Saving money on your roofon July 26, 2013 @ 3:37 pm (Updated: 8:12 am - 7/29/13 )
Roofing has come a long way since wood shingles, says Mike. "We evolved with our roofing materials. We had a long, but great, experience with shake," he says.
But, as any natural resource starts to deplete, you must start looking at alternative technologies. And, from a standpoint of life and maintenance, the materials are even better than wood.
"We kind of led the way into the metal shake products," Mike says. "We felt it was an innovative product and a lifetime product."
Rob adds that the new metal roofs are much quieter than older, traditional metal roofs that could "sound like a cacophony" when it rained. Which, let's be honest, it does a lot around here.
He also says that new metal roofs are virtually indistinguishable from natural materials. Metal can look like tile or wood shingles, and can blend to any neighborhood.
The other popular material is rubber. The material is "70 to 80 percent reground truck tires," Mike says, and is 100 percent recyclable, making it a very green roofing alternative.
The rubber is formed in injection-mold machines, allowing it to be molded into virtually any shape and style, which will blend in well with the Pacific Northwest's neighborhoods of shake roofs. The production method also allows the rubber to be fire-retardant (more important in areas of Western Washington and states prone to brush fires like California).
Once you've selected a contractor and roofing material, an involved process of measuring and ordering components is the next step.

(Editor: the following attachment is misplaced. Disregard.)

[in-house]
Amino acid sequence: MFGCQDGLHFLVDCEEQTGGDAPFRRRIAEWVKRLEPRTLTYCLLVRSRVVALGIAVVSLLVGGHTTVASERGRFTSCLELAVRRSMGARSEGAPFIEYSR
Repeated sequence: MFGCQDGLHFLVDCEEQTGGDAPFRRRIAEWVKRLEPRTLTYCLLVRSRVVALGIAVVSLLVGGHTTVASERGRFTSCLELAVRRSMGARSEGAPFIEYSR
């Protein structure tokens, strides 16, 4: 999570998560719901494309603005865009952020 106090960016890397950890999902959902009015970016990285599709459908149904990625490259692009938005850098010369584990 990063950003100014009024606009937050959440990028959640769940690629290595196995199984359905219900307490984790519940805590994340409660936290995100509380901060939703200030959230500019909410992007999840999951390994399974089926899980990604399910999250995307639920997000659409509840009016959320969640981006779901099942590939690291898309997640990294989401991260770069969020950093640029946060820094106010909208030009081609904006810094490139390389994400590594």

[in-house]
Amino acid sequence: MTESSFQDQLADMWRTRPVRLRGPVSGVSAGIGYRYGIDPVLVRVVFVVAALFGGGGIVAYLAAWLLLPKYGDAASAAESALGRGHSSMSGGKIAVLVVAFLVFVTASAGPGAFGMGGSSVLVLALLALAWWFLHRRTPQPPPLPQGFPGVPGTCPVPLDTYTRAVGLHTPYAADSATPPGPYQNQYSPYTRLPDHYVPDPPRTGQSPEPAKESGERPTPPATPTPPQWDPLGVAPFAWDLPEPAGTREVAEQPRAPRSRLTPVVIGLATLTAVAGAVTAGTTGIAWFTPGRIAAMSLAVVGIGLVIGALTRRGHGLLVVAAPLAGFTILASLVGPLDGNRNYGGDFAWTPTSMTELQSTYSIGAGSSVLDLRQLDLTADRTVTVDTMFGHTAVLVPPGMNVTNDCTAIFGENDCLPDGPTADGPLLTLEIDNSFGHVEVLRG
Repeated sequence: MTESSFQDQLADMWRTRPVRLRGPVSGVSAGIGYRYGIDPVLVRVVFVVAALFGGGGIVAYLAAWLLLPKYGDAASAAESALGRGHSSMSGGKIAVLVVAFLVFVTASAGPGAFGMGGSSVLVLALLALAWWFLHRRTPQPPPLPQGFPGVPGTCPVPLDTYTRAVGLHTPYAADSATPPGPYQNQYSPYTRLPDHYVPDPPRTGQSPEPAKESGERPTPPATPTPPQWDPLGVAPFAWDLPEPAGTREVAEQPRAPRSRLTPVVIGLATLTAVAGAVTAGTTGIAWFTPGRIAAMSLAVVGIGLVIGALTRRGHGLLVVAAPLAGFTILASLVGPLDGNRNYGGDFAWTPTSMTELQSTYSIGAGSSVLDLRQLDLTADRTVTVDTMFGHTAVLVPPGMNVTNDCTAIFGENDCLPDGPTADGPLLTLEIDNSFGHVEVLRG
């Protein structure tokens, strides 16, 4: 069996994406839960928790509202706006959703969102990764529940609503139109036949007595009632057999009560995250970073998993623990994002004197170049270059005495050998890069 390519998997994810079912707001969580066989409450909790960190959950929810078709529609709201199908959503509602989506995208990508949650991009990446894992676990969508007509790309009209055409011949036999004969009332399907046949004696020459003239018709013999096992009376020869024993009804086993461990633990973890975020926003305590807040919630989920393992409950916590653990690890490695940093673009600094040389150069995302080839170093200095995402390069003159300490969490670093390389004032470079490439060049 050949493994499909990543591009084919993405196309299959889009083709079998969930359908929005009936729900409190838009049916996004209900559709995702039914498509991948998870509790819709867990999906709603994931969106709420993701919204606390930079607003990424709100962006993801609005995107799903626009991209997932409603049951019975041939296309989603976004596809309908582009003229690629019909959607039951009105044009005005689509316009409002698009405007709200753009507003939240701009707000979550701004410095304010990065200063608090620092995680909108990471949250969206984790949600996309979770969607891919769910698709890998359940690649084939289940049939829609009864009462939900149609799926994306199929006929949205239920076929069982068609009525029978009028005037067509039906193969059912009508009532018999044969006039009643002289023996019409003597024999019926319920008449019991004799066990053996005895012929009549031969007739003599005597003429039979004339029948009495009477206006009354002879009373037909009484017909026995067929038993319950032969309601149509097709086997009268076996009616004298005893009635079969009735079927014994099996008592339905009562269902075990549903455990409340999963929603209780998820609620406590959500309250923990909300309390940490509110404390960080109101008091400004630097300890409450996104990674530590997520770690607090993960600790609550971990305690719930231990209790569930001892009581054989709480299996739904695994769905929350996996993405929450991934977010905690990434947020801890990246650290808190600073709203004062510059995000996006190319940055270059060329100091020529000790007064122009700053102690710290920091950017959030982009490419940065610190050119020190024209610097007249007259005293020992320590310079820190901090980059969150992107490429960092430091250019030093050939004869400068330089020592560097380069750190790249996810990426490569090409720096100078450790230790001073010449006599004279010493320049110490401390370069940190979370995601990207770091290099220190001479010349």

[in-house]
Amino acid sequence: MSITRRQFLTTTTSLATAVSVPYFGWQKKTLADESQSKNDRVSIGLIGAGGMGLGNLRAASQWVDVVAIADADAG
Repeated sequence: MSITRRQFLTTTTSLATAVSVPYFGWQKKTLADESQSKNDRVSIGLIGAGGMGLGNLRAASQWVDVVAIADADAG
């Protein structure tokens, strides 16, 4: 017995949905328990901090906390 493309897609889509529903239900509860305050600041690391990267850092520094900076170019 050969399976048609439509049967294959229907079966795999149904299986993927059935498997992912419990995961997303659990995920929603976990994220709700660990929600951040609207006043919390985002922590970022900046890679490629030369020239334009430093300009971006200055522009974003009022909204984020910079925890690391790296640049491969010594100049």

EagleView can work concurrently with your roofing contractor by allowing the contractor to remotely measure the dimensions of your roof. EagleView utilizes low-flying airplanes to take high-resolution images of your house, which can be recreated into a 3-D model of your roof. This technology saves your contractor time, and you money, by allowing them to get accurate measurements and order materials in accordance to your needs.
While this process may seem even more expensive than having a roofer measure by hand, Patrik says it's actually not.
"If we [use] a man, it takes approximately an hour. And half the time, it doesn't get done on-site," he says. "They've got to go back and spend more time putting it together, then do all the calculations, and then prepare a proposal."
By the time the estimators get to your house, he says, they already have all of this information. Plus, it eliminates the need to have someone tromping around on your roof, which could potentially damage it, and minimizes the risk factor for the roofer; the cost of which is passed onto you. Patrik says it's half the cost of a traditional roofing estimate, and increases the accuracy of the bid.
Listen to the whole show.
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